I too had finally relinquished the dream of ever having a real “do.” The last in a long line of coveted hairstyles had been Candace Bergen’s: my elusive goal in mid-life was to look, hair-wise, like Murphy Brown. When I presented this proposal to my hairdresser, who has endured more abuse from me than anyone in this lifetime should have to put up with from anyone, she pointed out that Bergen is continuously shadowed on the set by someone wielding a comb and a can of hairspray.

As a more feasible plan, she suggested a bob. In utter despair and frustration I agreed to let her cut it: for the first time in over a decade I would take the plunge, or rather the reverse, and let my hair end well above the shoulder line. After the deed was done and I looked in the mirror, I let out a blood-curdling shriek that put my completely demoralized hairdresser out of commission for a week.

With a few snips of her deadly shears I’d gained 20 pounds. My chin hung lower, my neck bulged eerily, my eyes had narrowed. Though everyone in my life insisted that I looked “sophisticated,” for the next six months I was inconsolable.

My tresses grew back to their normal state of unmanageability right around the time of the ’92 campaign. My spirits soared when I got a load of Hillary in her black headband: her mess gave me permission to keep mine. Most significantly, she seemed nonchalant about unsophisticated hair. It didn’t prevent her from wearing tailored suits or even drawing attention to the situation by donning a chapeau. Liberated at last, I stopped getting trims. I threw out all my ponytail holders and those plastic combs that I’d never really learned how to use. I bought a plain black headband and let it flow.hillaryclinton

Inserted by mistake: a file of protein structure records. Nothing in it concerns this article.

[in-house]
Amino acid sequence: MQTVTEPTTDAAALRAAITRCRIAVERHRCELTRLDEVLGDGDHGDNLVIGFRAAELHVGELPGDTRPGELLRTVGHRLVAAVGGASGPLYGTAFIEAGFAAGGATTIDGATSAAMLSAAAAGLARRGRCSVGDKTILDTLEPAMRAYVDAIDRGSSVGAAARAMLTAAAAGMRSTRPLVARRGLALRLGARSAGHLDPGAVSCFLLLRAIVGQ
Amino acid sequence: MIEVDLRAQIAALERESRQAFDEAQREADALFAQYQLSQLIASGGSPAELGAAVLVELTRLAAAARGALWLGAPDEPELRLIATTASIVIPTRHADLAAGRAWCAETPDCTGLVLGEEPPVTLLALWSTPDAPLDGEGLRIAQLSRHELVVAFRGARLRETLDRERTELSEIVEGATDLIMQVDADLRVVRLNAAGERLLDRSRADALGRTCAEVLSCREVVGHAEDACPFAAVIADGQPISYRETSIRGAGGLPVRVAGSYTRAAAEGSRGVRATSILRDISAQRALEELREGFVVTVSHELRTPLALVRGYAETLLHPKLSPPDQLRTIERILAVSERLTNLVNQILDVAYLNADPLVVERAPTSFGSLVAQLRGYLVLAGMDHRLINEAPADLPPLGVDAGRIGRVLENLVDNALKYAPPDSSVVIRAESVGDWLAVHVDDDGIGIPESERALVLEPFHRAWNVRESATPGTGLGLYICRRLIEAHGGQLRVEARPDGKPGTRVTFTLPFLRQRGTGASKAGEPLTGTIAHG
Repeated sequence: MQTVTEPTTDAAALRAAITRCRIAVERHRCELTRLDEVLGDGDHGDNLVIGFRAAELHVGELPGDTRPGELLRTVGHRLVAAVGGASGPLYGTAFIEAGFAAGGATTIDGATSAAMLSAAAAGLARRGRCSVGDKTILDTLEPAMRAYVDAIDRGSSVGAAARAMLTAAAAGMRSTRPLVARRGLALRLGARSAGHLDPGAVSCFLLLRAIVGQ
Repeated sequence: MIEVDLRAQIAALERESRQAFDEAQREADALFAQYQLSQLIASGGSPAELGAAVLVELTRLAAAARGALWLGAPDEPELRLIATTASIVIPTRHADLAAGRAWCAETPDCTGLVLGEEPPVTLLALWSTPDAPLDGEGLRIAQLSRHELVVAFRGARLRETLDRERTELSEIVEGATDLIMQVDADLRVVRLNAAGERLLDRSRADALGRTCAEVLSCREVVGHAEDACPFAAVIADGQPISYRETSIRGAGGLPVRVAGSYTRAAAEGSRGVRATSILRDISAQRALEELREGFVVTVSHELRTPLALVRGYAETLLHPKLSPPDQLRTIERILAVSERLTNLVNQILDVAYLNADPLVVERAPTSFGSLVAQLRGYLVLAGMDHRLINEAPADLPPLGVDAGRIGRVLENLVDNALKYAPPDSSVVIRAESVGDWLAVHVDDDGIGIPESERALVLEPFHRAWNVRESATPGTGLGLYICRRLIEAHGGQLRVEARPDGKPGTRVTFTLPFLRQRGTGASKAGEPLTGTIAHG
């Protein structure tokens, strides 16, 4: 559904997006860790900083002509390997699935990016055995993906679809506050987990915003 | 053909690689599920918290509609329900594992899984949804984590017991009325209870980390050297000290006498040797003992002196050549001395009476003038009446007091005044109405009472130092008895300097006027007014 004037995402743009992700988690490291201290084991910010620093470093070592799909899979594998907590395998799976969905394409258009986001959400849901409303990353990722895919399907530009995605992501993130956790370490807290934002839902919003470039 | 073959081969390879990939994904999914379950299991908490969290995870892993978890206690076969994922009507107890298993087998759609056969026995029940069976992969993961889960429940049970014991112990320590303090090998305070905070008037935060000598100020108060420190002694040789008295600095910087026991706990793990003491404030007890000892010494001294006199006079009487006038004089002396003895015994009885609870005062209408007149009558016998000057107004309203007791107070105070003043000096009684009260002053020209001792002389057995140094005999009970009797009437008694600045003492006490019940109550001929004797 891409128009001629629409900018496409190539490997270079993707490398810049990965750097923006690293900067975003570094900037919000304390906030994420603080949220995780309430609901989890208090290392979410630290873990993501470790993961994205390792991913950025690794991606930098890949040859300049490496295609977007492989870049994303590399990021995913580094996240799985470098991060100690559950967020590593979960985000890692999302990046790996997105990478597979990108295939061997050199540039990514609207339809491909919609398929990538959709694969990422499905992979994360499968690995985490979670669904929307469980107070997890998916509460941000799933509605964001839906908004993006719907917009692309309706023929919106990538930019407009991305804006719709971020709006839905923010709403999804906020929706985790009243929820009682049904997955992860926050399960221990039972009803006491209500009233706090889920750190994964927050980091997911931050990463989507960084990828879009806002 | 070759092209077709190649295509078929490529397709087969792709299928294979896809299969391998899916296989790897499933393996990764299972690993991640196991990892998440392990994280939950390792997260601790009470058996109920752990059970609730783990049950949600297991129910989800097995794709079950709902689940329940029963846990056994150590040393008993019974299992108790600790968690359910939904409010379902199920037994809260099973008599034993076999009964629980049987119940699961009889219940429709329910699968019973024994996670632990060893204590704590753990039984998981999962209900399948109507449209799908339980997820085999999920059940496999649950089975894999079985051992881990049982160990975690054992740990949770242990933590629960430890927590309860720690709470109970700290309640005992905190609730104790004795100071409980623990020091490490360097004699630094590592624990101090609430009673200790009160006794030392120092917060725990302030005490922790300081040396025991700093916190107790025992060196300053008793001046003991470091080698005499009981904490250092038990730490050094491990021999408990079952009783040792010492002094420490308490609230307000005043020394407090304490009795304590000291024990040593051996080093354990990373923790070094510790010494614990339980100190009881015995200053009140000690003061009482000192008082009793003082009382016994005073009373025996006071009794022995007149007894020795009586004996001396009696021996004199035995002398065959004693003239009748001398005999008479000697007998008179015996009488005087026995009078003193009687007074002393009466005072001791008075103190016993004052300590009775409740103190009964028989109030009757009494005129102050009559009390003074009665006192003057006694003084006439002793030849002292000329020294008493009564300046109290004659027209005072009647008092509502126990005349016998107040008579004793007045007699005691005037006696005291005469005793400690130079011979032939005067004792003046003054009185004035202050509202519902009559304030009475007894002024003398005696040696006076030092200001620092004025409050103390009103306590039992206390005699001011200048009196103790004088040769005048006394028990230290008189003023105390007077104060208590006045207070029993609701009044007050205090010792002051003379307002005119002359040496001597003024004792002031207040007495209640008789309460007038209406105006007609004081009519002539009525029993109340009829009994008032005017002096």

And then my role model betrayed me by getting cut and poufed. My life has not been the same.

It’s easy to guess how this disaster came about: some suave political handler told Hillary that growing up meant shaping it up. He (I’m sure it was a he) probably told her that in these times of fervid debate around health care, the nation’s First Lady ought to have healthy looking hair. But whose standards determine health when it comes to hair? After all, she had to have used a ton of hairspray–decidedly unhealthy– to maintain that bulbous sculpture she sported the night of the big health care speech.

Since then, Hillary’s hair has undergone dozens of permutations. Some of them are really just a variety of the headband bit; others more complex. I concede that she frequently appears more “with it,” now: she looks a lot less like an insouciant hippie undisturbed by extramarital affairs, and more like a public policy maker. But with no more bad hair days, Hill just isn’t someone I could comfortably sit down with to commiserate, not only about our hair, but also about our men, our kids, our jobs. Whereas before she looked like someone I’d go to for advice, now she looks like someone I’d have to pay for it.

So I’m not sure how I’ll vote in ’96. After all, a lot can happen to a woman’s hair during a Presidential campaign. She could decide to get a perm, another solution I periodically consider. She might even let it grow out.

Or she might win my vote by including treatment for the hair impaired if national health reform ever becomes a reality.

Hillary Present

Hillary Present

Moi, Present

Moi, Present